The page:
Montelukast Does not Maintain Symptom Remission After Topical Steroid Therapy for Eosinophilic Esophagitis

Jeffrey A. Alexander, Karthik Ravi, Felicity T Enders, Debra M. Geno, Lori A. Kryzer, Kristin C. Mara, Thomas Christopher Smyrk, David A Katzka

Research output: Contribution to journalArticle

29 Citations (Scopus)

Abstract

Background & Aims Montelukast, a cysteinyl leukotriene type-1 receptor blocker, has been shown in small retrospective studies to reduce symptoms in patients with eosinophilic esophagitis (EoE). We performed a randomized, placebo-controlled, double-blind trial to determine whether montelukast maintains symptomatic remission induced by topical steroid therapy in patients with EoE. Methods We performed a prospective study of adult patients with EoE (solid-food dysphagia and a peak esophageal eosinophil count of >20 cells/high-powered field) enrolled at the Mayo Clinic in Rochester, Minnesota, from April 2008 through February 2015. All patients had been treated previously for at least 6 weeks with a topical steroid until their symptoms were in remission. Steroids were discontinued and patients then were assigned randomly to groups given montelukast (20 mg/day, n = 20) or placebo (n = 21) for 26 weeks (groups were matched for age, sex, history of allergic disease, reflux symptoms, and endoscopic findings of EoE). Study participants were assessed via a structured telephone interview at weeks 2, 4, 8, 12, 16, 20, and 24. Remission was defined as the absence of solid-food dysphagia. Results Based on an intention-to-treat analysis, after 26 weeks, 40.0% of subjects in the montelukast group and 23.8% in the placebo group were in remission. The odds ratio for remission in the montelukast group was 0.48 (95% confidence interval, 0.10–2.16) (P = .33). No side effects were reported from either group. Conclusions In a randomized controlled trial of the ability of montelukast to maintain remission in patients in remission from EoE after steroid therapy, we found montelukast to be well tolerated; 40% of patients remained in remission, but this proportion did not differ significantly from that of the placebo group. ClinicalTrials.gov no: NCT00511316.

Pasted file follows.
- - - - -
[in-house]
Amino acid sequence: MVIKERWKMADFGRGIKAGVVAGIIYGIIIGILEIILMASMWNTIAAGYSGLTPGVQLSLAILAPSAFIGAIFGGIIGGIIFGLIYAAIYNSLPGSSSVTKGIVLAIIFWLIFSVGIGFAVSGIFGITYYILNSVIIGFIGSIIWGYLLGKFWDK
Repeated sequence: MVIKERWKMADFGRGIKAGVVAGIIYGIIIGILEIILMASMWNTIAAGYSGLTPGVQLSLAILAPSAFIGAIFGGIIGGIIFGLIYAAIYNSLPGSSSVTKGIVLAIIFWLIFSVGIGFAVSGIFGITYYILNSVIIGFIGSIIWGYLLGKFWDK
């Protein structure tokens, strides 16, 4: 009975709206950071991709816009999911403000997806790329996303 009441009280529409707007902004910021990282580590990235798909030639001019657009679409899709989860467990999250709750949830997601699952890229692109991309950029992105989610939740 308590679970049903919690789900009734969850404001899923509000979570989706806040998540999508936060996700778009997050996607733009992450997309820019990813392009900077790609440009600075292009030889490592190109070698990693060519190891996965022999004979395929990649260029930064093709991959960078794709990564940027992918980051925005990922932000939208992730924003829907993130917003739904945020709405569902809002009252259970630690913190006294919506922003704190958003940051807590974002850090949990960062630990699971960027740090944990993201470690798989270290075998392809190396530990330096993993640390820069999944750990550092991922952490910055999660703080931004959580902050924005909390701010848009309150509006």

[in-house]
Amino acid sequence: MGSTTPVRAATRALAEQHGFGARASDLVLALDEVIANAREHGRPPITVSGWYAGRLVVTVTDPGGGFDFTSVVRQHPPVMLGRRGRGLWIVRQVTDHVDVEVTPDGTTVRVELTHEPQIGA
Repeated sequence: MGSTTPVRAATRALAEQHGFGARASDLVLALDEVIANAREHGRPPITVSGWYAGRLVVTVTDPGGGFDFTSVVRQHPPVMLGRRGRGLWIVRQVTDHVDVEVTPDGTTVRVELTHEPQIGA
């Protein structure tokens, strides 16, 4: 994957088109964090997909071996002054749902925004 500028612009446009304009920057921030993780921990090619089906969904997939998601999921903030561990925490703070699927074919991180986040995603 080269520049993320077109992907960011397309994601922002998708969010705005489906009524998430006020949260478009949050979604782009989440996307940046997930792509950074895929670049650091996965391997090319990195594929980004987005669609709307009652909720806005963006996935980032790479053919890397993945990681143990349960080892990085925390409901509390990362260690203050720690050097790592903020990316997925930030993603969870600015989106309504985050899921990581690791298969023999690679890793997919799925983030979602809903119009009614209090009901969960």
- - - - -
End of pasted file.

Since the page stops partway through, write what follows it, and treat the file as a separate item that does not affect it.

Original languageEnglish (US)
Pages (from-to)214-221.e2
JournalClinical Gastroenterology and Hepatology
Volume15
Issue number2
DOIs
StatePublished - Feb 1 2017

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montelukast
Eosinophilic Esophagitis
Steroids
Placebos
Deglutition Disorders
Therapeutics
Food
Intention to Treat Analysis
Eosinophils

Keywords

  • Clinical Trial
  • Drug
  • Inflammation
  • Swallow
  • Treatment

ASJC Scopus subject areas

  • Hepatology
  • Gastroenterology

Cite this

Montelukast Does not Maintain Symptom Remission After Topical Steroid Therapy for Eosinophilic Esophagitis. / Alexander, Jeffrey A.; Ravi, Karthik; Enders, Felicity T; Geno, Debra M.; Kryzer, Lori A.; Mara, Kristin C.; Smyrk, Thomas Christopher; Katzka, David A.

In: Clinical Gastroenterology and Hepatology, Vol. 15, No. 2, 01.02.2017, p. 214-221.e2.

Research output: Contribution to journalArticle

Alexander, Jeffrey A. ; Ravi, Karthik ; Enders, Felicity T ; Geno, Debra M. ; Kryzer, Lori A. ; Mara, Kristin C. ; Smyrk, Thomas Christopher ; Katzka, David A. / Montelukast Does not Maintain Symptom Remission After Topical Steroid Therapy for Eosinophilic Esophagitis. In: Clinical Gastroenterology and Hepatology. 2017 ; Vol. 15, No. 2. pp. 214-221.e2.
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abstract = "Background & Aims Montelukast, a cysteinyl leukotriene type-1 receptor blocker, has been shown in small retrospective studies to reduce symptoms in patients with eosinophilic esophagitis (EoE). We performed a randomized, placebo-controlled, double-blind trial to determine whether montelukast maintains symptomatic remission induced by topical steroid therapy in patients with EoE. Methods We performed a prospective study of adult patients with EoE (solid-food dysphagia and a peak esophageal eosinophil count of >20 cells/high-powered field) enrolled at the Mayo Clinic in Rochester, Minnesota, from April 2008 through February 2015. All patients had been treated previously for at least 6 weeks with a topical steroid until their symptoms were in remission. Steroids were discontinued and patients then were assigned randomly to groups given montelukast (20 mg/day, n = 20) or placebo (n = 21) for 26 weeks (groups were matched for age, sex, history of allergic disease, reflux symptoms, and endoscopic findings of EoE). Study participants were assessed via a structured telephone interview at weeks 2, 4, 8, 12, 16, 20, and 24. Remission was defined as the absence of solid-food dysphagia. Results Based on an intention-to-treat analysis, after 26 weeks, 40.0{\%} of subjects in the montelukast group and 23.8{\%} in the placebo group were in remission. The odds ratio for remission in the montelukast group was 0.48 (95{\%} confidence interval, 0.10–2.16) (P = .33). No side effects were reported from either group. Conclusions In a randomized controlled trial of the ability of montelukast to maintain remission in patients in remission from EoE after steroid therapy, we found montelukast to be well tolerated; 40{\%} of patients remained in remission, but this proportion did not differ significantly from that of the placebo group. ClinicalTrials.gov no: NCT00511316.",
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